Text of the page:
Building owners say they may not be able to afford to fix their quake-prone buildings, and are unlikely to meet the 12-month deadline, even if they could afford it.
The cost is likely to be about $9 million.
Of the 38 streets, 29 of them are in Wellington's CBD, with others in Lower Hutt, Marlborough and Hurunui in North Canterbury.
Councils have made a list of the streets where the chances of unreinforced masonry falling off buildings was high.
Wellington City Council building resilience manager Stephen Cody said the risk of another earthquake had brought the deadline forward.
"The reason why this time frame was chosen, and actually why the reason the order in council was introduced to cabinet, was because of the heightened seismic risk, as a result of the Kaikoura earthquake in November last year.
"Because of the impact of that earthquake in November, it's increased the risk of another strong earthquake or aftershock over the next 12 months, so therefore it was decided that there would be a need to move the clock forward, so to speak, in regard to having some buildings strengthened."
He said it was broken facades and parapets that killed people in the Christchurch earthquake.
The councils have now started to tell affected building owners, who have a year to fix their buildings.
But Wellington Inner City Association chief executive Geraldine Murphy doubted owners would be able to get the work finished in time.
"You could be months late because you've got to get all the owners on board, you've got to work through this process. I've been talking to engineers about getting a detailed seismic assessment, and they're saying 'yeah we can respond, but it'll take two months before we can start the work'."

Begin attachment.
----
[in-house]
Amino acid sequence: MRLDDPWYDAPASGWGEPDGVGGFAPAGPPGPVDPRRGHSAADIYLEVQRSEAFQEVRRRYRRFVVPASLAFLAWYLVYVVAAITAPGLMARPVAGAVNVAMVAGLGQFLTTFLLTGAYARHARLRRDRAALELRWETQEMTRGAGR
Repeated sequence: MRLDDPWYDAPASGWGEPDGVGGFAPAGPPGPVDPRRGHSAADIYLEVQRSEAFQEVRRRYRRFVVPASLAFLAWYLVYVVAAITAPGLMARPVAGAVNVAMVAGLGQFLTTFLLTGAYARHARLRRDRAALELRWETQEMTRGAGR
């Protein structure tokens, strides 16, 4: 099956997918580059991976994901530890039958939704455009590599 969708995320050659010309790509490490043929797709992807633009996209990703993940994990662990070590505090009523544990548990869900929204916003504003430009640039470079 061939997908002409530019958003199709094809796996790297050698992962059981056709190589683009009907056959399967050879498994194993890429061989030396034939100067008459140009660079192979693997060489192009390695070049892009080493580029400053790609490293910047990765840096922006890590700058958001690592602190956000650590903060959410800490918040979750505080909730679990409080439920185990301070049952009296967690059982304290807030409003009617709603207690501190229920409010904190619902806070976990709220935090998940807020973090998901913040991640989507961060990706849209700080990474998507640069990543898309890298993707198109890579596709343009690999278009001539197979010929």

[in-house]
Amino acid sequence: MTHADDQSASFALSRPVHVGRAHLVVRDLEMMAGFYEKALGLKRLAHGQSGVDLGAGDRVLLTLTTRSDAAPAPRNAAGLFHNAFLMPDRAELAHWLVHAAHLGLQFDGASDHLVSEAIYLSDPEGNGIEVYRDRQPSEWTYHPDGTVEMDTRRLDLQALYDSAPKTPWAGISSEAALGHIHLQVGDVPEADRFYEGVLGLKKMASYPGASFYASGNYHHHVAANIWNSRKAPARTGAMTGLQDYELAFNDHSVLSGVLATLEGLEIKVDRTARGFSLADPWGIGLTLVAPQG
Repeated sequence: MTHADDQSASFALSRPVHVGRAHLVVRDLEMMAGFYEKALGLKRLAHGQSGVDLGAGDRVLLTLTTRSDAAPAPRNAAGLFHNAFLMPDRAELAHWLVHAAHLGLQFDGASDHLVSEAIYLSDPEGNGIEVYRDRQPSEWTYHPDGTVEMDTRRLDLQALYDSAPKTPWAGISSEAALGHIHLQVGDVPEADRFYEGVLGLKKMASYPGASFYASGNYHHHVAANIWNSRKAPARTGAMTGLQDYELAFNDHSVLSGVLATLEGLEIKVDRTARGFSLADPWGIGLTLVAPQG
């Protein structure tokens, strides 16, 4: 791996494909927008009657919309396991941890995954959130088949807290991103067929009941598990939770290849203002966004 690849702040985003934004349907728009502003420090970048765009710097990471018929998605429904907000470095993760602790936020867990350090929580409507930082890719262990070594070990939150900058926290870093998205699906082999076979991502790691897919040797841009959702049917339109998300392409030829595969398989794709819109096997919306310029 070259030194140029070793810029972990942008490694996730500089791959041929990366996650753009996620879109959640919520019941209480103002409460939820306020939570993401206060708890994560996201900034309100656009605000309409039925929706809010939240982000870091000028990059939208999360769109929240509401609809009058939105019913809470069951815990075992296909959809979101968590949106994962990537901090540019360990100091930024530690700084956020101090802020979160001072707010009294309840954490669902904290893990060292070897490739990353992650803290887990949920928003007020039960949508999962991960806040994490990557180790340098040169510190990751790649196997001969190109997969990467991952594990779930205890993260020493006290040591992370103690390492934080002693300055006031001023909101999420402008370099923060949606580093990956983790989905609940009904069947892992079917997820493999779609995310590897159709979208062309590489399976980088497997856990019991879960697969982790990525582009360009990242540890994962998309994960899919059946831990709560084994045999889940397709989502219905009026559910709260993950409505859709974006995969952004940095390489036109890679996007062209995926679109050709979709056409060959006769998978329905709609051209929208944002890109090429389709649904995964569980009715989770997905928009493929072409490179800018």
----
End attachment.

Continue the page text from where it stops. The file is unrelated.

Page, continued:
The government was giving $3 million to help building owners with the cost of repairs, with councils adding an additional $1.5 million, bringing the total to half the overall estimated repair cost.
It meant owners would get a 50 percent subsidy on repairs after they had been completed, but Ms Murphy said some of them would not be able to afford to get started.
"Chances are there's going to be owners there who, they might be business owners, they might have residential people in there as well, but chances are there could be people who just haven't been able to find the money and that's possibly partly why it hasn't been done."
Ian Harrison, the chair of Evidence Based Seismic Strengthening, said the subsidy was not enough.
"If you're looking at 300 buildings just to get an engineer on site and everything that goes with that."
He said the cost would vary for different owners.
"What do they mean by facades? There could be some facades that are extremely expensive to fix.
"I think the subsidy should not be capped. It should be if they want to put up fifty percent then it should be fifty percent of the actual."
Cuba Street in Wellington was identified as being high-risk, and people there agreed that dodgy buildings needed to be fixed.
"Public safety is foremost in the whole situation, so yeah, I think it's a good thing", said one man.
A student who had only lived in Wellington for a week said she chose where she lived based on its earthquake strengthening work.
"It was on my mind when I moved here, but I think it would be a shame to see these beautiful buildings damaged."
If building owners did not meet the 12 month deadline, it would be up to the local councils to work out the next course of action.